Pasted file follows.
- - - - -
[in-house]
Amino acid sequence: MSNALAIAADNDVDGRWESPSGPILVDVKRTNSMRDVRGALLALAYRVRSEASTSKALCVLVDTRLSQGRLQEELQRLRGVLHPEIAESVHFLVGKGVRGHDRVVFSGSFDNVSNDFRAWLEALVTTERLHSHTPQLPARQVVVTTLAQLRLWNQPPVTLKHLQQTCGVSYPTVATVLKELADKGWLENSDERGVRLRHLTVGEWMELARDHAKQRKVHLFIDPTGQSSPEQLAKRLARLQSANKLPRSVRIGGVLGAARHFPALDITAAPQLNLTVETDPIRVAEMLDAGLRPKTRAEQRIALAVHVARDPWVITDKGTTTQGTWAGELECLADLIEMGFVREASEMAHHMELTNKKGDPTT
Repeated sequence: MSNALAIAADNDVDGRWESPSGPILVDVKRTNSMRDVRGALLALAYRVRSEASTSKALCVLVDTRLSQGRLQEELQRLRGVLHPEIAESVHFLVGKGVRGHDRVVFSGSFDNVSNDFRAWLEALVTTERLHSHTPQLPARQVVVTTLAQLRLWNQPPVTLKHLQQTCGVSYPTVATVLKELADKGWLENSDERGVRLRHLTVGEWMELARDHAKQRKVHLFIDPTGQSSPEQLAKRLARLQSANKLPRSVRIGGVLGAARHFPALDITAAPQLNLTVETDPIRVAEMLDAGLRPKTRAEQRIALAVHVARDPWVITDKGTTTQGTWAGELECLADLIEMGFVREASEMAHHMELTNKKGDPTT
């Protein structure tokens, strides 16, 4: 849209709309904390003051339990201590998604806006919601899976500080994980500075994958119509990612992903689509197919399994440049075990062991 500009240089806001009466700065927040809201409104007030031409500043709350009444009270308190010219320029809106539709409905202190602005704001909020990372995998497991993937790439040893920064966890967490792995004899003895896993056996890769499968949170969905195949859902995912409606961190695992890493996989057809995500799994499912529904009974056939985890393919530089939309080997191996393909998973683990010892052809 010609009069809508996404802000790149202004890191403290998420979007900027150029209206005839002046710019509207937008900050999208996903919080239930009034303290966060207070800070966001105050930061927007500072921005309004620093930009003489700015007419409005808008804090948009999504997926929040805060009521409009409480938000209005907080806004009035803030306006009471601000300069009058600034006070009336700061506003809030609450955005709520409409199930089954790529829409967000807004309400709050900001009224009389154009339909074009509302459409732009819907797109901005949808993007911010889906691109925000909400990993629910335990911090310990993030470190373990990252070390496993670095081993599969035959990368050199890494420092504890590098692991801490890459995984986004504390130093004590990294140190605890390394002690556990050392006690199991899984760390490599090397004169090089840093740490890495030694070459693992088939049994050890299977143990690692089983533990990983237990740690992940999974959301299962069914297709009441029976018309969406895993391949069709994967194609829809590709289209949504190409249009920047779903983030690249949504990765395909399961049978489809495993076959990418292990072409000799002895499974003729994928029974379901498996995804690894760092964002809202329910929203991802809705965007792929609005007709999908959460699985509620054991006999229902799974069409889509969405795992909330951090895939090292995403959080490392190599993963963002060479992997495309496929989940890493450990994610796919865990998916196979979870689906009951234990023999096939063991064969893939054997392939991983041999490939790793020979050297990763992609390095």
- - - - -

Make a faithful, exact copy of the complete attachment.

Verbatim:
[in-house]
Amino acid sequence: MSNALAIAADNDVDGRWESPSGPILVDVKRTNSMRDVRGALLALAYRVRSEASTSKALCVLVDTRLSQGRLQEELQRLRGVLHPEIAESVHFLVGKGVRGHDRVVFSGSFDNVSNDFRAWLEALVTTERLHSHTPQLPARQVVVTTLAQLRLWNQPPVTLKHLQQTCGVSYPTVATVLKELADKGWLENSDERGVRLRHLTVGEWMELARDHAKQRKVHLFIDPTGQSSPEQLAKRLARLQSANKLPRSVRIGGVLGAARHFPALDITAAPQLNLTVETDPIRVAEMLDAGLRPKTRAEQRIALAVHVARDPWVITDKGTTTQGTWAGELECLADLIEMGFVREASEMAHHMELTNKKGDPTT
Repeated sequence: MSNALAIAADNDVDGRWESPSGPILVDVKRTNSMRDVRGALLALAYRVRSEASTSKALCVLVDTRLSQGRLQEELQRLRGVLHPEIAESVHFLVGKGVRGHDRVVFSGSFDNVSNDFRAWLEALVTTERLHSHTPQLPARQVVVTTLAQLRLWNQPPVTLKHLQQTCGVSYPTVATVLKELADKGWLENSDERGVRLRHLTVGEWMELARDHAKQRKVHLFIDPTGQSSPEQLAKRLARLQSANKLPRSVRIGGVLGAARHFPALDITAAPQLNLTVETDPIRVAEMLDAGLRPKTRAEQRIALAVHVARDPWVITDKGTTTQGTWAGELECLADLIEMGFVREASEMAHHMELTNKKGDPTT
């Protein structure tokens, strides 16, 4: 849209709309904390003051339990201590998604806006919601899976500080994980500075994958119509990612992903689509197919399994440049075990062991 500009240089806001009466700065927040809201409104007030031409500043709350009444009270308190010219320029809106539709409905202190602005704001909020990372995998497991993937790439040893920064966890967490792995004899003895896993056996890769499968949170969905195949859902995912409606961190695992890493996989057809995500799994499912529904009974056939985890393919530089939309080997191996393909998973683990010892052809 010609009069809508996404802000790149202004890191403290998420979007900027150029209206005839002046710019509207937008900050999208996903919080239930009034303290966060207070800070966001105050930061927007500072921005309004620093930009003489700015007419409005808008804090948009999504997926929040805060009521409009409480938000209005907080806004009035803030306006009471601000300069009058600034006070009336700061506003809030609450955005709520409409199930089954790529829409967000807004309400709050900001009224009389154009339909074009509302459409732009819907797109901005949808993007911010889906691109925000909400990993629910335990911090310990993030470190373990990252070390496993670095081993599969035959990368050199890494420092504890590098692991801490890459995984986004504390130093004590990294140190605890390394002690556990050392006690199991899984760390490599090397004169090089840093740490890495030694070459693992088939049994050890299977143990690692089983533990990983237990740690992940999974959301299962069914297709009441029976018309969406895993391949069709994967194609829809590709289209949504190409249009920047779903983030690249949504990765395909399961049978489809495993076959990418292990072409000799002895499974003729994928029974379901498996995804690894760092964002809202329910929203991802809705965007792929609005007709999908959460699985509620054991006999229902799974069409889509969405795992909330951090895939090292995403959080490392190599993963963002060479992997495309496929989940890493450990994610796919865990998916196979979870689906009951234990023999096939063991064969893939054997392939991983041999490939790793020979050297990763992609390095």